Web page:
//Initializing athena-express
const athenaExpress = new AthenaExpress(athenaExpressConfig);

Option 2: Advanced Configuration

Advanced configuration specifies all parameters. You can pick and choose any of the optional parameters below.

const AthenaExpress = require("athena-express"),
	aws = require("aws-sdk"),
	awsCredentials = { 
		region: "STRING_VALUE",
		accessKeyId: "STRING_VALUE",
		secretAccessKey: "STRING_VALUE"
	};

aws.config.update(awsCredentials);

//AthenaExpress config object
const athenaExpressConfig = {
	aws, /* required */
	s3: "STRING_VALUE", /* optional */
    db: "STRING_VALUE", /* optional */
	formatJson: BOOLEAN, /* optional default=true */
	retry: Integer, /* optional default=200 */
    getStats: BOOLEAN /* optional default=false */
};

//Initializing AthenaExpress
const athenaExpress = new AthenaExpress(athenaExpressConfig);

Advanced config parameters are:

  • s3 – (String) S3 bucket name/prefix to store Athena query results
  • db – (String) Athena database the SQL queries will be executed in
//So you can execute Athena queries simply by passing the SQL statement
athenaExpress.query("SELECT * FROM movies LIMIT 3");

//Instead of specifying the DB name in every query
athenaExpress.query({
	sql: "SELECT * FROM movies LIMIT 3",
	db: "moviedb"
});
  • formatJson – (Boolean default true) Override as false if you’d rather get the raw unformatted JSON from Athena
  • retry – (Integer default 200 milliseconds) Interval between re-checking if the specific Athena query has finished executing
  • getStats – (Boolean default false) Get stats for your query. These stats include data scanned in megabytes, Athena execution time in milliseconds, item count, and query cost in USD based on the Athena Pricing Documentation.

Here’s the output when getStats=true:

{  
	DataScannedInMB: 6,
	QueryCostInUSD: 0.00004768,
	EngineExecutionTimeInMillis: 2234,
	Count: 5,
   	Items: [  
      {  
         ...
      },
   ]
}

Usage: Invoking ‘athena-express’

Using Promises:

let query = {
	sql: "SELECT elb_name, request_port, request_ip FROM elb_logs LIMIT 3" /* required */,
	db: "sampledb" /* optional. You could specify a database here or in the advance configuration option mentioned above*/
};

athenaExpress
	.query(query)
	.then(results => {
		console.log(results);
	})
	.catch(error => {
		console.log(error);
	});

Using Async/Await:

(async () => {
	let query = {
		sql: "SELECT elb_name, request_port, request_ip FROM elb_logs LIMIT 3" /* required */,
		db: "sampledb" /* optional. You could specify a database here or in the configuration constructor*/
	};

	try {
		let results = await athenaExpress.query(query);
		console.log(results);
	} catch (error) {
		console.log(error);
	}
})();

Full Example

Using standard NodeJS application:

"use strict";

const AthenaExpress = require("athena-express"),
	aws = require("aws-sdk"),
	awsCredentials = {
		region: "us-east-1",
		accessKeyId: "AKIAIHV5B6DGMEXVCXGA",
		secretAccessKey: "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"
	};

aws.config.update(awsCredentials);

const athenaExpressConfig = {
	aws,
	s3: "s3://my-bucket-for-storing-athena-results-us-east-1",
    getStats: true
};

const athenaExpress = new AthenaExpress(athenaExpressConfig);

//Invoking a query on Amazon Athena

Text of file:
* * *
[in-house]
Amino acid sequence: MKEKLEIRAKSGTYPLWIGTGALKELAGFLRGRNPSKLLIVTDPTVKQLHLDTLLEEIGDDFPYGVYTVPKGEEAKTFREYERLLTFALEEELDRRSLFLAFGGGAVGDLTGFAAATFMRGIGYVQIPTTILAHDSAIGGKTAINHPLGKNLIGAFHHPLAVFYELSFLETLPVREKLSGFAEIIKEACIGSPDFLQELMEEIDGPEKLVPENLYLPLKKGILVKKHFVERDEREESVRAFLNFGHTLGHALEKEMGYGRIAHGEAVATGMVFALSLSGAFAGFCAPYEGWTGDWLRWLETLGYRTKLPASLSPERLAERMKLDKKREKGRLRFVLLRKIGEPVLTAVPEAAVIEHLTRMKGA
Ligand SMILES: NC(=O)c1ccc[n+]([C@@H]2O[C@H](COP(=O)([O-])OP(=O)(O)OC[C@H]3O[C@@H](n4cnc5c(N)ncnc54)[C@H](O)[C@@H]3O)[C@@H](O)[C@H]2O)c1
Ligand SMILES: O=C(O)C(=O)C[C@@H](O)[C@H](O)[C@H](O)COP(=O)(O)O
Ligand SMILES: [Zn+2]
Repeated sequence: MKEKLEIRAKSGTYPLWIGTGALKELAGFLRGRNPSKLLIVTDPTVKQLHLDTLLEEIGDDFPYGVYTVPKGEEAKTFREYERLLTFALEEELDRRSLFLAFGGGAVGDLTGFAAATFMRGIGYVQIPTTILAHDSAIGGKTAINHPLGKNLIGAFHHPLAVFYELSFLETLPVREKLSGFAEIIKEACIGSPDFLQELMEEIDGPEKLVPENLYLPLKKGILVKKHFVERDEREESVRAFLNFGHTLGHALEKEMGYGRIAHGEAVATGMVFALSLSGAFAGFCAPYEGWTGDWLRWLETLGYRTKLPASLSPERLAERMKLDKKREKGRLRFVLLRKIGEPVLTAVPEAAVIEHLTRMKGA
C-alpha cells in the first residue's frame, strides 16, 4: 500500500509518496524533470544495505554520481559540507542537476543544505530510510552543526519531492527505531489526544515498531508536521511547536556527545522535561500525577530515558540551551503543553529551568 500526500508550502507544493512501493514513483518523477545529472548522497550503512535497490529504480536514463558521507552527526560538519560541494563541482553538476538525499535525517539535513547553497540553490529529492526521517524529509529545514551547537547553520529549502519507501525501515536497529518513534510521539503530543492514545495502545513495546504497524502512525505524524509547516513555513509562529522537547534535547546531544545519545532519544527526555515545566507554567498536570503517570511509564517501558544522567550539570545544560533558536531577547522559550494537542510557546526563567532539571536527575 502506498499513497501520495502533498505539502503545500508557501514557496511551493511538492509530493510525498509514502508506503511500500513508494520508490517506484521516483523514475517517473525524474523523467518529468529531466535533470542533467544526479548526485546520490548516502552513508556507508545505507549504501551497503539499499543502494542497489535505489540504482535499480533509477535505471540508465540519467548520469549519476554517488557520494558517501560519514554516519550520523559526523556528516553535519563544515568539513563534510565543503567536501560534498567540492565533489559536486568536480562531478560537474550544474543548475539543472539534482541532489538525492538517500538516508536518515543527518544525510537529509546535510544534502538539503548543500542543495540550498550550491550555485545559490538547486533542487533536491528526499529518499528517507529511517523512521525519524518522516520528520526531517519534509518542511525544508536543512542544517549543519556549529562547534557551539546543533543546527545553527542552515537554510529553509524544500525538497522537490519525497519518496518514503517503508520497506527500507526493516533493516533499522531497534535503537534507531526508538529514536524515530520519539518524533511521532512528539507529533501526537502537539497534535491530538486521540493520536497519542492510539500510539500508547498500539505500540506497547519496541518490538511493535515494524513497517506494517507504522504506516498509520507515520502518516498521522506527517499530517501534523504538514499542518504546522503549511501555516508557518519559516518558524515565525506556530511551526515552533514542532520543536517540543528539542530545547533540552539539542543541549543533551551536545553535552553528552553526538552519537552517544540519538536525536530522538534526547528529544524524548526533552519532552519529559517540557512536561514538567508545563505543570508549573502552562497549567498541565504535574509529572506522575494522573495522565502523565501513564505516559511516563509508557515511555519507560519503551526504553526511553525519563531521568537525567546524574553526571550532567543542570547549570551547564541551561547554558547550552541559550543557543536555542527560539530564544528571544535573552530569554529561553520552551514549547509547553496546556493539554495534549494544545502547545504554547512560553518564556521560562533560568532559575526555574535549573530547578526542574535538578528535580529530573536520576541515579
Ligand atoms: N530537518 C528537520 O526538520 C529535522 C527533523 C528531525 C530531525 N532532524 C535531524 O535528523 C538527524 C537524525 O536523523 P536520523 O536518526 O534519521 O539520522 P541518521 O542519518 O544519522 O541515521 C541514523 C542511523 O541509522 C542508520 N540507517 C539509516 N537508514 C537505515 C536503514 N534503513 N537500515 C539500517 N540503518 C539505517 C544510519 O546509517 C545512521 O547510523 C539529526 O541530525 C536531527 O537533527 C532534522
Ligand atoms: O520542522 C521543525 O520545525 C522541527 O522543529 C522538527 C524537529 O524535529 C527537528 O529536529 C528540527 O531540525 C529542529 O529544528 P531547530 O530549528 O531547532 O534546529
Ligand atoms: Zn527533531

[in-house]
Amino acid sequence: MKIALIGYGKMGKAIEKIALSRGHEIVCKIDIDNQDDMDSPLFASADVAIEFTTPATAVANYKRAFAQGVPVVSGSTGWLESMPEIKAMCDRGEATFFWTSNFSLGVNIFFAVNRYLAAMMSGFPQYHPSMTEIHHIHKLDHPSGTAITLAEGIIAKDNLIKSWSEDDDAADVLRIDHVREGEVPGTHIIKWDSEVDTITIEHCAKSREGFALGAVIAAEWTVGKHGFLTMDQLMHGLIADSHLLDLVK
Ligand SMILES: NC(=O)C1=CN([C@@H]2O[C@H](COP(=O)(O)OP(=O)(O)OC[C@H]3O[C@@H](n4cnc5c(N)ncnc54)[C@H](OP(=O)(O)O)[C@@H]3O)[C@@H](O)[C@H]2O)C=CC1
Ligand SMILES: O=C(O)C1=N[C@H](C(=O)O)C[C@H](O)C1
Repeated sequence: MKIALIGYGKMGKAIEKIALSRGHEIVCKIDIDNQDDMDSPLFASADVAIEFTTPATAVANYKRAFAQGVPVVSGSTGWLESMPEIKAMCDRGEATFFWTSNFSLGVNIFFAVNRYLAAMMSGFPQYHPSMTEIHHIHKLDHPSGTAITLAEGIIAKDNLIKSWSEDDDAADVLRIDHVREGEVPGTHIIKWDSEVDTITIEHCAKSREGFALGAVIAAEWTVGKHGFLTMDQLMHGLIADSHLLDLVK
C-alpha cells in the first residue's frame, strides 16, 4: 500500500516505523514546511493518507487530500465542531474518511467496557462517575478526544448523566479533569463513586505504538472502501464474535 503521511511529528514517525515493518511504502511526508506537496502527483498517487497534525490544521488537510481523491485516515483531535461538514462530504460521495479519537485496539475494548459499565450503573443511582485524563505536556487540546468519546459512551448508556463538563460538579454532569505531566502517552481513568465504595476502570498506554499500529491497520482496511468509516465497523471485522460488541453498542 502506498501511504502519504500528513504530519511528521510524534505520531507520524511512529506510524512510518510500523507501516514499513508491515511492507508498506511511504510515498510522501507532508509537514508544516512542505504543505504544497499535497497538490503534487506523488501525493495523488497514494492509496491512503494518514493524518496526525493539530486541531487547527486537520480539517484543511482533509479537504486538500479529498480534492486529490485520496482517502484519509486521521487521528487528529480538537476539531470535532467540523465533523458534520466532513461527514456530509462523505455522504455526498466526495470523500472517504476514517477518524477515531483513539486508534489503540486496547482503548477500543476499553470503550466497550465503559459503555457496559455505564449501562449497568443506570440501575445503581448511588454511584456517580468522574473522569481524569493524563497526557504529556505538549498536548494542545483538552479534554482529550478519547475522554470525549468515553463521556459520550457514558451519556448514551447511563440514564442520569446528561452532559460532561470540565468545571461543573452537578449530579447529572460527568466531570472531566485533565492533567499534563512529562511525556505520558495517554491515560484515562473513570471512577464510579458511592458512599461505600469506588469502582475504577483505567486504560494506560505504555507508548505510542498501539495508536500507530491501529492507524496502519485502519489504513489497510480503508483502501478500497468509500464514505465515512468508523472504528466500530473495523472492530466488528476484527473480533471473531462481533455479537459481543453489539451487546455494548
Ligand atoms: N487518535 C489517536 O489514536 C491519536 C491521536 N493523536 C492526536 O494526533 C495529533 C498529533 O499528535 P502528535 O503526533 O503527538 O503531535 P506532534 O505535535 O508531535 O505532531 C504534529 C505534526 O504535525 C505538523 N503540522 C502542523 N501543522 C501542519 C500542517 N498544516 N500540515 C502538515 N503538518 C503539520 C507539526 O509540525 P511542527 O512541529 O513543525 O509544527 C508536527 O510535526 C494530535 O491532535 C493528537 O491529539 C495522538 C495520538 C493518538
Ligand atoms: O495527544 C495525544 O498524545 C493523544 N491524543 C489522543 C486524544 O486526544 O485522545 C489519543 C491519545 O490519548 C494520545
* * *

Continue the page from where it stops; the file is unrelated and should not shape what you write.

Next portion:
(async () => {
	let query = {
		sql: "SELECT elb_name, request_port, request_ip FROM elb_logs LIMIT 3",
		db: "sampledb",
		getStats: true 
	};

	try {
		let results = await athenaExpress.query(query);
		console.log(results);
	} catch (error) {
		console.log(error);
	}
})();

Using AWS Lambda:

"use strict";

const AthenaExpress = require("athena-express"),
	aws = require("aws-sdk");

	/* AWS Credentials are not required here 
    /* because the IAM Role assumed by this Lambda 
    /* has the necessary permission to execute Athena queries 
    /* and store the result in Amazon S3 bucket */

const athenaExpressConfig = {
	aws,
	db: "sampledb",
	getStats: true
};
const athenaExpress = new AthenaExpress(athenaExpressConfig);

exports.handler = async (event, context, callback) => {
	const sqlQuery = "SELECT elb_name, request_port, request_ip FROM elb_logs LIMIT 3";

	try {
		let results = await athenaExpress.query(sqlQuery);
		callback(null, results);
	} catch (error) {
		callback(error, null);
	}
};

Results

Here are the Console.log of results returned by athena-express. This JSON response includes the Items array containing the formatted data rows returned from Amazon Athena. Alongside Items, in the same hierarchy, are other attributes providing the metadata for this specific query.

Athena-Express-3

Figure 3 – Console.log of results returned by ‘athena-express.’

Summary

Amazon Athena is a powerful serverless product that enables anyone with SQL knowledge to quickly analyze large-scale datasets on Amazon S3. athena-express is a light-weight open source library that helps accelerate the integration of Athena with any NodeJS backend (including AWS Lambda) by wrapping around the AWS SDK.

In addition to executing SQL queries, athena-express also formats the query results into a clean, friendly JSON array, handles common errors by recursively retrying, and provides helpful stats including cost per query in USD.

Developers can use athena-express to help save time and effort in setting up the integration and focus on core application development.

Consider These Next Steps

The content and opinions in this blog are those of the third party author and AWS is not responsible for the content or accuracy of this post.